Zinfandel Rosé and Grenache Rosé are among the grapes at risk of disappearing from UK supermarket wine stocks, as the government gears up for a potential 25% tariff on all wine imports from the US.
Trade and hospitality group Wine Drinkers UK has warned that millions of bottles could disappear, as one in 10 bottles sold in the UK market is from the US. It says 100 million bottles of US-sourced wine were sold in supermarkets and off licences last year.
The tariff in contention is being considered by trade secretary Liz Truss as part of an ongoing conflict caused by the Trump administration imposing a 25% levy on steel imports in 2018. Trump cited national security concerns, prompting retaliatory measures from the EU on goods such as whiskey, motorcycles and tobacco.
The UK government believes tariffs on wine will put pressure on key Democratic politicians, such as vice-president Kamala Harris and speaker Nancy Pelosi, who have wine producers in their states.
It could also have a knock on effect on chocolate and lobsters imported from the US.
A number of tariffs have been under review since the UK's exit from the EU — there is currently a list of products that help protect UK-specific interests. The consultation closed on 5 July and responses are under review.
Wine tariffs could, however, wreak havoc in the casual drinking market, with around 32% of UK households purchasing wine from the US.
A Department for International Trade spokesperson said: “We want to make it easier for people and businesses in the UK to access top-quality, international produce by removing barriers to trade.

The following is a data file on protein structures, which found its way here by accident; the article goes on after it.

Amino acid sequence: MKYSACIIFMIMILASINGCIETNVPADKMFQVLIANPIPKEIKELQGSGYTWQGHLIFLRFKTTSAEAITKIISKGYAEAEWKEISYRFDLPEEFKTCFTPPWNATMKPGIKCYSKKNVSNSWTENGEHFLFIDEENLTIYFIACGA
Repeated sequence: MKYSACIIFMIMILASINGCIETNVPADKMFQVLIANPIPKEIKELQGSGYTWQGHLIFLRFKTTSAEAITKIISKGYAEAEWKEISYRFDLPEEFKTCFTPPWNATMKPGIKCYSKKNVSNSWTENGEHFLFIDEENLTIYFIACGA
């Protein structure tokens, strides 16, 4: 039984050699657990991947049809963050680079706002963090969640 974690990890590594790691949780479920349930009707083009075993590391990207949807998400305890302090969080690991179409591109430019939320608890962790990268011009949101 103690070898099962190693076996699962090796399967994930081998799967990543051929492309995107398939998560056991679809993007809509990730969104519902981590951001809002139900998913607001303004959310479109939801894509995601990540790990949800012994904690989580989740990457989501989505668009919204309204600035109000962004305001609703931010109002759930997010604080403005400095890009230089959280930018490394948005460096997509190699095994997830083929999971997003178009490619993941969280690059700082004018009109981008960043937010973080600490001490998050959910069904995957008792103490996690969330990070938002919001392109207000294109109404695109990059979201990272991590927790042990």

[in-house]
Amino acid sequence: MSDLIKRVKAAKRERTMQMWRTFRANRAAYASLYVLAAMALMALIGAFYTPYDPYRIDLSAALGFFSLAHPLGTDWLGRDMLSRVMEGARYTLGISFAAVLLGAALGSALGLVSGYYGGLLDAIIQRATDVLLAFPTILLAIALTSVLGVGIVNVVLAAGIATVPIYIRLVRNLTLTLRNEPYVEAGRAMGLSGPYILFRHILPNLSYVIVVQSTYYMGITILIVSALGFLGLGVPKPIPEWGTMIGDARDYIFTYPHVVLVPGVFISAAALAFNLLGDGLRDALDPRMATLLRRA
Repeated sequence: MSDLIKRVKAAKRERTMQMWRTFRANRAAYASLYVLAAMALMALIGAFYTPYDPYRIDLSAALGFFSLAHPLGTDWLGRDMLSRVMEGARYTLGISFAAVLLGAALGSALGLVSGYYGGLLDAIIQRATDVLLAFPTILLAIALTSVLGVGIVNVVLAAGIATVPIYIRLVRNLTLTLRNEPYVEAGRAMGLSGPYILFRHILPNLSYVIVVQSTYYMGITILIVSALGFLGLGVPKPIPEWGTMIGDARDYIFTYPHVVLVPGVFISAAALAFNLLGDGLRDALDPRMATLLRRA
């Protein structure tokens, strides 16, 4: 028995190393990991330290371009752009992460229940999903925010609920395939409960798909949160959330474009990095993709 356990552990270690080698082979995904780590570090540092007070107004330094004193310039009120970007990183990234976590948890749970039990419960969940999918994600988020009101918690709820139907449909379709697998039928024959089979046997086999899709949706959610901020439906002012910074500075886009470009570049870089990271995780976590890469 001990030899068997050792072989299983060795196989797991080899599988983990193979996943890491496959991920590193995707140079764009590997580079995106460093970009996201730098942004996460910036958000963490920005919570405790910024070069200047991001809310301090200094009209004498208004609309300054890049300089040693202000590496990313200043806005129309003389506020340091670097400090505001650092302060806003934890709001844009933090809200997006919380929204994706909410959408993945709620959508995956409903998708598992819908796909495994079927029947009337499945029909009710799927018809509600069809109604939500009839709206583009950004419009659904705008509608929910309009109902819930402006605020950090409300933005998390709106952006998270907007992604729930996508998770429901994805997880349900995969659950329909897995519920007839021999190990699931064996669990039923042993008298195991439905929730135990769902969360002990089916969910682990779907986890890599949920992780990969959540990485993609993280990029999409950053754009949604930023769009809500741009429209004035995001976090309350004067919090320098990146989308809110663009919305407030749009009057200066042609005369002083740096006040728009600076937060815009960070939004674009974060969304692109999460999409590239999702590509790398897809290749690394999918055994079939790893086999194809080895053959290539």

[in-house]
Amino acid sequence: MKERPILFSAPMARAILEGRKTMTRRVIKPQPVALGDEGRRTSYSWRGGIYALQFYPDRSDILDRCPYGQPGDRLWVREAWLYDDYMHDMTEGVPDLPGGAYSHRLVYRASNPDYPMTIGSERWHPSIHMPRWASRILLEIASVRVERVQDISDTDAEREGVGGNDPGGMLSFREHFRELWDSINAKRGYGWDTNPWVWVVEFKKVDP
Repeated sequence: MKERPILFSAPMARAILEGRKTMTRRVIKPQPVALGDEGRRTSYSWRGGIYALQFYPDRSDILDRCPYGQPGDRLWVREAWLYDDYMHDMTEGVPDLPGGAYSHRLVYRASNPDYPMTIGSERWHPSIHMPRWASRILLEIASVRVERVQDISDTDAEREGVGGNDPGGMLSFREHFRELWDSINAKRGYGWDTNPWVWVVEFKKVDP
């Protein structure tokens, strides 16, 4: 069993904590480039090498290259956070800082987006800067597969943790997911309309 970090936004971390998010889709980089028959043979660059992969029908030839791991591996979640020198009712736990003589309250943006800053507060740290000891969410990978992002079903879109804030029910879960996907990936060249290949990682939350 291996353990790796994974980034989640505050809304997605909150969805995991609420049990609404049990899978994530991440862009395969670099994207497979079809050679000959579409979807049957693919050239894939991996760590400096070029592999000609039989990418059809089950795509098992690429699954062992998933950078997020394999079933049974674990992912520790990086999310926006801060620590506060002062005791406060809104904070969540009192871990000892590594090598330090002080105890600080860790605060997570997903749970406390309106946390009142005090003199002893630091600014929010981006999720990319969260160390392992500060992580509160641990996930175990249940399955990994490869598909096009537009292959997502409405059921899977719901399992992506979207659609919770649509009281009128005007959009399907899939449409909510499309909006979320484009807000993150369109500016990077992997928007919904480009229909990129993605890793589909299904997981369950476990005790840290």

“We are reviewing responses to our consultation on tariffs against the US, as part of the ongoing dispute around steel and aluminium tariffs. We want to draw a line under this dispute so we can move forward and find a permanent solution to this issue.
Wine Drinkers UK said that no other wine producing nation could substitute its volume, limiting consumer choice. The under 44s make up 40% of those that enjoy wines from the United States, meaning that a tariff would disproportionately impact younger UK wine consumers.
“Wine drinkers are already disproportionately disadvantaged compared to some of their alcoholic counterparts when it comes to custom tariffs," said Ed Baker, managing director of one of the UK’s largest bottling plants, Kingsland Drinks.
"Adding a 25% tariff on US wines will continue to unfairly penalise these consumers. It is time that the Government ensures that wine is treated fairly when it comes to tax.””
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